October 29 is World Stroke Day

This year’s slogan is “Because I care….” The World Stroke Association says that this theme reminds us that caring about ourselves, our families and our friends is the key to preventing strokes and helping those who experience a stroke.

Stroke is among the five leading causes of death for people of all races and ethnicities in the United States. A stroke occurs when a clot blocks the blood supply to part of the brain or when a blood vessel in or around the brain bursts. In either case, parts of the brain become damaged or die. Stroke can affect your senses, speech, behavior, thoughts, memory, and emotions. One side of your body may become paralyzed or weak.

The good news is that there are things you can do to help prevent the devastating effects of stroke.

Because I care…

I’ll learn the signs of stroke

The five most common signs and symptoms of a stroke are:

  • Sudden numbness or weakness of the face, arm, or leg.
  • Sudden confusion or trouble speaking or understanding others.
  • Sudden trouble seeing in one or both eyes.
  • Sudden dizziness, trouble walking, or loss of balance or coordination.
  • Sudden severe headache with no known cause.

Each year, about 795,000 people in the United States have a stroke. The risk of having a stroke varies among racial and ethnic groups. Compared to whites, African Americans are nearly twice as likely to have a first stroke. Hispanic Americans’ risk falls between the two.

Although stroke risk increases with age, strokes can—and do—occur at any age. Nearly one quarter of strokes occur in people under the age of 65. Learning about stroke can help you act in time to save a co-worker, friend, or relative.
I’ll find out what to do when a stroke occurs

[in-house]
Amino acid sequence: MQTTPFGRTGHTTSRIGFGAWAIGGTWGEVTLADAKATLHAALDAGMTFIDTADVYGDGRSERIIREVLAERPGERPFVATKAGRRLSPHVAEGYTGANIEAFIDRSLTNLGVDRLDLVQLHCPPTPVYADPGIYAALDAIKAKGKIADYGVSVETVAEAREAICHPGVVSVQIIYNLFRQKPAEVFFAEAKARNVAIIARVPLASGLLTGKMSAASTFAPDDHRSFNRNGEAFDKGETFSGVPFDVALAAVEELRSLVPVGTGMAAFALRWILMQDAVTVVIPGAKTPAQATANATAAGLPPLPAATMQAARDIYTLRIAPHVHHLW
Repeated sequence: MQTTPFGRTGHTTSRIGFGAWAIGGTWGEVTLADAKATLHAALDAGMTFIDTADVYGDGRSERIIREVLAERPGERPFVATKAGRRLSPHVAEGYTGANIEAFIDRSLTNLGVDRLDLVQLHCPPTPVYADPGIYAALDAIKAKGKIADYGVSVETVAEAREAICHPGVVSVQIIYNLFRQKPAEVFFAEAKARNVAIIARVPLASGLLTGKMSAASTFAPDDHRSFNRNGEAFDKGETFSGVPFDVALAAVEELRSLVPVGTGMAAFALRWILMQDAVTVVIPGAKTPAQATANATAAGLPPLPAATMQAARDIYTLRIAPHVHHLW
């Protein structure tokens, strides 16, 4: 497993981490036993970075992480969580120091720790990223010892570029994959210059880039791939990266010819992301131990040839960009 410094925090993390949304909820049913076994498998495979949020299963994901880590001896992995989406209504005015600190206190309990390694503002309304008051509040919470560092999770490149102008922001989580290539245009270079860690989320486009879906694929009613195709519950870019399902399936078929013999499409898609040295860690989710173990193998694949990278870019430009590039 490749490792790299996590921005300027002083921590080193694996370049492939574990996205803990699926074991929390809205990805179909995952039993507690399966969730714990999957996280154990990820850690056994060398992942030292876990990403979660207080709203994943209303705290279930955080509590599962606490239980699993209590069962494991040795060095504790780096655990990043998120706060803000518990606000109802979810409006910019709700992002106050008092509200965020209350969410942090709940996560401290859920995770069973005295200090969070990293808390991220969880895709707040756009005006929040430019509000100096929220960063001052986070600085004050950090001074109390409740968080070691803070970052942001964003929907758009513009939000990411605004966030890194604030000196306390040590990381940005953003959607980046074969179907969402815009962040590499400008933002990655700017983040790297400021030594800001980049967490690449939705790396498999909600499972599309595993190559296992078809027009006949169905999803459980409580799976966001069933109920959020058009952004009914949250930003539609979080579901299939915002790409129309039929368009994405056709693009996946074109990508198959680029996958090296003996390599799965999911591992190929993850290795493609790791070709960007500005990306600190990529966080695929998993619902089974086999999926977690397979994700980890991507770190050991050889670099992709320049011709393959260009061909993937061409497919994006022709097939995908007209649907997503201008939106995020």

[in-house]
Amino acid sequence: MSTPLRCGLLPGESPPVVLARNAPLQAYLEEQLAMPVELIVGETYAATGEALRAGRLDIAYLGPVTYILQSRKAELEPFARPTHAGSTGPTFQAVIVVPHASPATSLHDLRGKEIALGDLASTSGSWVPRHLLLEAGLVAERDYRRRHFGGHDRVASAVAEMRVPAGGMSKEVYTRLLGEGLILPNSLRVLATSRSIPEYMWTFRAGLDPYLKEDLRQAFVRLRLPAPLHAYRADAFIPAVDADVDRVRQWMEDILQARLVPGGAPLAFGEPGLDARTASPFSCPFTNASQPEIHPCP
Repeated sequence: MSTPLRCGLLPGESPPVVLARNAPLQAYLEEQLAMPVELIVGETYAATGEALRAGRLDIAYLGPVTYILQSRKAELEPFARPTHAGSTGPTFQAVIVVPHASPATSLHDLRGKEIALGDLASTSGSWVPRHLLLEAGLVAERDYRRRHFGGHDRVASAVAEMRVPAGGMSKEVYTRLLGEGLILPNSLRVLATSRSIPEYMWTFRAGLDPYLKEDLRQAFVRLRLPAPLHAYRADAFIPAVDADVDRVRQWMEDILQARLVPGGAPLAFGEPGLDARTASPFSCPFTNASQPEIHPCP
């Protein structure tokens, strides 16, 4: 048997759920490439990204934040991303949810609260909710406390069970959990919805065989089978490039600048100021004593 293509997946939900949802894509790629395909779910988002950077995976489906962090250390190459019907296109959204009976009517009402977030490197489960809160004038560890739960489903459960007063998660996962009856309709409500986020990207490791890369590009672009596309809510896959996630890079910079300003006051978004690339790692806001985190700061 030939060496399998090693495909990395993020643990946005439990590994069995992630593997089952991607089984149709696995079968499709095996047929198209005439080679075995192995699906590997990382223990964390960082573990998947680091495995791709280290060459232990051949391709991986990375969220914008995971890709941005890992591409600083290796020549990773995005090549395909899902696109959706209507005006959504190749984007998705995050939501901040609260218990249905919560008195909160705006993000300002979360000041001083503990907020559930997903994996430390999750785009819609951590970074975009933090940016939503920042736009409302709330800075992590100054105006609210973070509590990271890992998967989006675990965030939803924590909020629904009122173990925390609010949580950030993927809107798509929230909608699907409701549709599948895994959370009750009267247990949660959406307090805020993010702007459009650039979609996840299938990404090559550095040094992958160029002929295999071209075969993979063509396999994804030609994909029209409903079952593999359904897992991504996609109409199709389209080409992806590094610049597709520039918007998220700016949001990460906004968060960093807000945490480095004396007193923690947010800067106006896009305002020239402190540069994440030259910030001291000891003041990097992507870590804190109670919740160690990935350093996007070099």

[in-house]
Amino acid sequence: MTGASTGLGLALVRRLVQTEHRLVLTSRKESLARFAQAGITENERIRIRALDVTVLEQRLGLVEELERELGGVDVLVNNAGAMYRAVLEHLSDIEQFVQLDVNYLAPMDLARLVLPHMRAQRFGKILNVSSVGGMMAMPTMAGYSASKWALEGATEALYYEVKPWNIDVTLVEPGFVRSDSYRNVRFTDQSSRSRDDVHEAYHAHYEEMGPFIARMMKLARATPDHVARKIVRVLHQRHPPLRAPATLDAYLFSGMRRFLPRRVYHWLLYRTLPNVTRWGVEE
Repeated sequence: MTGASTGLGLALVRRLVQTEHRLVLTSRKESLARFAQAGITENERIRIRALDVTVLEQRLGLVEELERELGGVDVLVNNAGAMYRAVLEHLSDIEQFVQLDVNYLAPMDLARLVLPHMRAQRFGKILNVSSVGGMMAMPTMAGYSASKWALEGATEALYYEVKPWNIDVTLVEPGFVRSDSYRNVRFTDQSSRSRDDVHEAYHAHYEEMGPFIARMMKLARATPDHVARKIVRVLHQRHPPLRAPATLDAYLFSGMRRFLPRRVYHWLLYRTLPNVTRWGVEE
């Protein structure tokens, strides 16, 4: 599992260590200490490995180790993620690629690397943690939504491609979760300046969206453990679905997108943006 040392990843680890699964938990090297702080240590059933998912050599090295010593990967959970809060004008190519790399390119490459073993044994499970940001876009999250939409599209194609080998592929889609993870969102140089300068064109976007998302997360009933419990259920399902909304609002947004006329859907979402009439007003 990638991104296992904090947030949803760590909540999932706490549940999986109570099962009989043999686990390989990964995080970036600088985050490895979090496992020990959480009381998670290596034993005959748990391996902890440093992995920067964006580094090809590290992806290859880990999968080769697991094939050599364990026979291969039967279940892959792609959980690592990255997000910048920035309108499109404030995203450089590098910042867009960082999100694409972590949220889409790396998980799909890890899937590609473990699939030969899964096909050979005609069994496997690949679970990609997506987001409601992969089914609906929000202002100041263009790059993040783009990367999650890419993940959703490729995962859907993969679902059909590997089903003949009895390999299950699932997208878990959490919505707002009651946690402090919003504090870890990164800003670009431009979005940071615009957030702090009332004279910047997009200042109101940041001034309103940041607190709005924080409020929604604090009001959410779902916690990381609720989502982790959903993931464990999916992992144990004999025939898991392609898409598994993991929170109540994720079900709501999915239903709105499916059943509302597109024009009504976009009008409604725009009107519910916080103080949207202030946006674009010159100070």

Signs of a stroke come on suddenly. If your symptoms go away after a few minutes, you may have had a “mini-stroke,” also called a transient ischemic attack (TIA). TIAs do not cause permanent damage but can be a warning sign of a full stroke to come—you should still get help immediately.

If you or someone else experiences one or more signs or symptoms of stroke, call 9-1-1 immediately. Every minute counts! Patients who arrive at the emergency room within 3 hours of their first symptoms tend to be healthier 3 months after a stroke than those whose care was delayed.

I’ll help prevent strokes

Some risk factors for stroke—heredity, age, gender, and ethnicity—you cannot change. But whether you have these risk factors or not, you can reduce your risk by making healthy choices. You can make sure that you, your family, and your friends know to—

  • Eat a healthy diet that’s rich in fruits and vegetables and low in saturated fat, trans fat, sodium, and cholesterol.
  • Be physically active to help maintain a healthy weight.
  • Avoid (or stop) smoking, and limit alcohol use.

Some medical conditions can raise your stroke risk. If you have high cholesterol, high blood pressure, diabetes, prior stroke or TIA, atrial fibrillation or other heart diseases, you can lower your risk for stroke by having your cholesterol checked, monitoring your blood pressure, managing your diabetes, and taking your medicine as instructed by your doctor.

Family members and friends are the most important source of support to the stroke survivor during recovery and rehabilitation. According to the American Stroke Association www.strokeassociation.org), there are many things that family caregivers and the stroke survivor can do to speed recovery.

I will join community efforts against stroke

The U.S. Department of Health and Human Services launched the Million Hearts initiative (http://millionhearts.hhs.gov) to prevent 1 million heart attacks and strokes by 2017. You can share your commitment to heart disease and stroke prevention by taking the Million Hearts™ pledge on the Million Hearts website.

World Stroke Day brings together advocacy groups, patient survivor support networks, volunteer stroke societies, public health authorities, health care professionals, and community members for a collaborative approach to comprehensive stroke education, advocacy, prevention, treatment, and long-term care and support for stroke survivors.

On World Stroke Day, make the commitment to prevent strokes and to help those who are recovering from a stroke… because you care.

Source: Centers for Disease Control and Prevention (CDC)